Having a child with a rare genetic disorder can be daunting, but parents are finding strength in numbers and getting together to raise awareness and money for research. A Maryland mother is making strides to help her daughter and others like her with a big event this weekend.
Skylar Welch loves soccer and playing with her companion dog, McGraw, who is never far from her side. Her parents say he’s made a huge difference several years after she was diagnosed with a rare genetic disorder.
“When Skylar was born, probably around 6 months, she wasn't hitting milestones the typical kid would,” said her mother, Lori Welch.
Her parents searched for clues and doctors ran test after test, but it wasn’t until Skylar was 8 that they got a diagnosis: a condition called DDX3X syndrome.
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“When Skylar was diagnosed, there were only 50 cases known worldwide, and there are now close to 900,” Welch said.
DDX3X causes developmental delays and almost exclusively affects girls. Symptoms range from movement and speech impairment on the mild end of the spectrum to others who aren’t able to walk or talk and have severe intellectual disability and seizures.
“We've learned so much,” Welch said. “Skylar is now a part of studies that are happening all around the country, trying to understand more about this rare genetic mutation, and we keep on meeting more and more families, not just here in Maryland, but all around the world, actually.”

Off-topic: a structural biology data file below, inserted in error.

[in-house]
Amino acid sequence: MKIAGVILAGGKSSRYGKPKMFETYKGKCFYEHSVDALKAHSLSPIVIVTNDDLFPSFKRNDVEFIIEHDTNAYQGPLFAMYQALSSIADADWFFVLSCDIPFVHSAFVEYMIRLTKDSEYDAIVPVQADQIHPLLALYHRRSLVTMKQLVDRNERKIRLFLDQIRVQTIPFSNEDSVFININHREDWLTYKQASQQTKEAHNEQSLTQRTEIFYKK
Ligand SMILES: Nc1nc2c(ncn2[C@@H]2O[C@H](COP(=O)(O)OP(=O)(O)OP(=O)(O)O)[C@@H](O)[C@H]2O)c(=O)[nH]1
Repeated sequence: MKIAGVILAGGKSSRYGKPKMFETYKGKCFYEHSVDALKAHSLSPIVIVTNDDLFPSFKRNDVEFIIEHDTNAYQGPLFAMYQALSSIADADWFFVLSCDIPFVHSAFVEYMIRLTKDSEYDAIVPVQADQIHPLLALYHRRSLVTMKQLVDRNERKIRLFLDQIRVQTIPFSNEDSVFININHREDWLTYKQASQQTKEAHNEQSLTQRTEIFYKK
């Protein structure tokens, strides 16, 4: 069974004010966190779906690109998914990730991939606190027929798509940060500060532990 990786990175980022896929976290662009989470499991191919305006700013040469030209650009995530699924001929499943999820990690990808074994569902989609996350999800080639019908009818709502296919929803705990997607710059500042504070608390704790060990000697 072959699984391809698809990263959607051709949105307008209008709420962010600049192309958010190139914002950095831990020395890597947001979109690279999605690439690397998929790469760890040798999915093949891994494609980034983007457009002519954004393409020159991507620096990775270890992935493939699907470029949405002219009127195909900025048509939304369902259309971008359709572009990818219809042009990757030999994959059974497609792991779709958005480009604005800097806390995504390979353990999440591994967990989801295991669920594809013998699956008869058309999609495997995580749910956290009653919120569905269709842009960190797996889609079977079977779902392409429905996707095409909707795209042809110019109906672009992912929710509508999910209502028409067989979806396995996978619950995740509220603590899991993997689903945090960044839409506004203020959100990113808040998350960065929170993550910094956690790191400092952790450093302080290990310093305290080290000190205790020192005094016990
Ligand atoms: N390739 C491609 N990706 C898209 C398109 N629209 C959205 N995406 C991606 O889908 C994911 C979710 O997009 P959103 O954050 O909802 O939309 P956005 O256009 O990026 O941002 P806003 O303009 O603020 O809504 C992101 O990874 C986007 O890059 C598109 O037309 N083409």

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For parents like Lori and Jamie Welch, there’s comfort in knowing they’re not alone. They draw inspiration and hope from a Facebook support group and by meeting other families going through the same experience.
“It has helped a lot of folks who do get the diagnosis and are kind of nervous and scared and don't know what to do, and they have kind of a sisterhood and a tribe of people to help them, and I think that's really been beneficial for most of us,” Welch said.
Together, that tribe has been raising awareness and money for research with events including a fun run and raffle this Sunday at Georgetown Preparatory School.
They hope getting the word out and connecting with other families will lead to future treatments that could one day change their child’s life.
“If we get enough awareness and enough funds raised, then we hope that some pharmaceutical … this will peak their interest and help us find some different therapies to help our kids develop and grow and be amazing,” Welch said.
“I always say that the sky's the limit because, you know, this is Skylar and we just don't know what she's capable of doing, so we just don't put any limitations on it,” she said.
Doctors say up to 3% of girls with an unexplained intellectual disability or developmental delay most likely have the DDX3X mutation, but not everyone has access to the type of genetic test that’s needed to get a diagnosis.
Show support Sunday at Georgetown Prep off Rockville Pike from 9 a.m. to 11 a.m.